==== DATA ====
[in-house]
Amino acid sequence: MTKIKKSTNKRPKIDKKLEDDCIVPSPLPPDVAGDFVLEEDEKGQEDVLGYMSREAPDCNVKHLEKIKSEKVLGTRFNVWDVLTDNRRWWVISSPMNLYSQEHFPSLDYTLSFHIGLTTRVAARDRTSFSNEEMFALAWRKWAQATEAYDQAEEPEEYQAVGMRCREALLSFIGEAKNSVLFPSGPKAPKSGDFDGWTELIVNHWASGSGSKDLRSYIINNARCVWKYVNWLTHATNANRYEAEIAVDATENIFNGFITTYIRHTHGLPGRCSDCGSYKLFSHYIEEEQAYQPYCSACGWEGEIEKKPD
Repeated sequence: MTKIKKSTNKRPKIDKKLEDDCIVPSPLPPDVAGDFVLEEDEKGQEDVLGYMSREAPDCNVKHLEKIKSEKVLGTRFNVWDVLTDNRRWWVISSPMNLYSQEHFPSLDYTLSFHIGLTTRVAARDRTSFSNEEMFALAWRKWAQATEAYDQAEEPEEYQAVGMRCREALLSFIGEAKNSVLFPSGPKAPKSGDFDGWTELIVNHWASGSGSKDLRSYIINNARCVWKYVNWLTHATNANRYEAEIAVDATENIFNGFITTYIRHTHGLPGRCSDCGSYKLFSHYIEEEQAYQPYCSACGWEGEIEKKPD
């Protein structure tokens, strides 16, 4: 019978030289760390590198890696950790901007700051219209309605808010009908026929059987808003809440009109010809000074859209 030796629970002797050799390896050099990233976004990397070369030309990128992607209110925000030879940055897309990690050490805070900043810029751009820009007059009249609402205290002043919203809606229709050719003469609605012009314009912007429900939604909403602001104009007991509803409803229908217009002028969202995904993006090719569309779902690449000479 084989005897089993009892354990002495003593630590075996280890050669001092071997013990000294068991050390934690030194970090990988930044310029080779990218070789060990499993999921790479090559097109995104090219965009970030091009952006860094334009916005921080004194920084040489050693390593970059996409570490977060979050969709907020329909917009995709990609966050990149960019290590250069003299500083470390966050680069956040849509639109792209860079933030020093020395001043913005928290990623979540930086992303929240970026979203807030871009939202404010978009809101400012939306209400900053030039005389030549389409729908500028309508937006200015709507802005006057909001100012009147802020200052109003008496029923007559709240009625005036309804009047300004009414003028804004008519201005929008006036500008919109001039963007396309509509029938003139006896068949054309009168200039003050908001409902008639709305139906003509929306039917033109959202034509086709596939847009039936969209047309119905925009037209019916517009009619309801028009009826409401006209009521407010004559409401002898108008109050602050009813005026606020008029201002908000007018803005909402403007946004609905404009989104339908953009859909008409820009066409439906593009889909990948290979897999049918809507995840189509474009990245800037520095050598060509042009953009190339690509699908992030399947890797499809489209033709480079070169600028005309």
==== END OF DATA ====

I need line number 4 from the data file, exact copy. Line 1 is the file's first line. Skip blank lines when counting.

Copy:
């Protein structure tokens, strides 16, 4: 019978030289760390590198890696950790901007700051219209309605808010009908026929059987808003809440009109010809000074859209 030796629970002797050799390896050099990233976004990397070369030309990128992607209110925000030879940055897309990690050490805070900043810029751009820009007059009249609402205290002043919203809606229709050719003469609605012009314009912007429900939604909403602001104009007991509803409803229908217009002028969202995904993006090719569309779902690449000479 084989005897089993009892354990002495003593630590075996280890050669001092071997013990000294068991050390934690030194970090990988930044310029080779990218070789060990499993999921790479090559097109995104090219965009970030091009952006860094334009916005921080004194920084040489050693390593970059996409570490977060979050969709907020329909917009995709990609966050990149960019290590250069003299500083470390966050680069956040849509639109792209860079933030020093020395001043913005928290990623979540930086992303929240970026979203807030871009939202404010978009809101400012939306209400900053030039005389030549389409729908500028309508937006200015709507802005006057909001100012009147802020200052109003008496029923007559709240009625005036309804009047300004009414003028804004008519201005929008006036500008919109001039963007396309509509029938003139006896068949054309009168200039003050908001409902008639709305139906003509929306039917033109959202034509086709596939847009039936969209047309119905925009037209019916517009009619309801028009009826409401006209009521407010004559409401002898108008109050602050009813005026606020008029201002908000007018803005909402403007946004609905404009989104339908953009859909008409820009066409439906593009889909990948290979897999049918809507995840189509474009990245800037520095050598060509042009953009190339690509699908992030399947890797499809489209033709480079070169600028005309």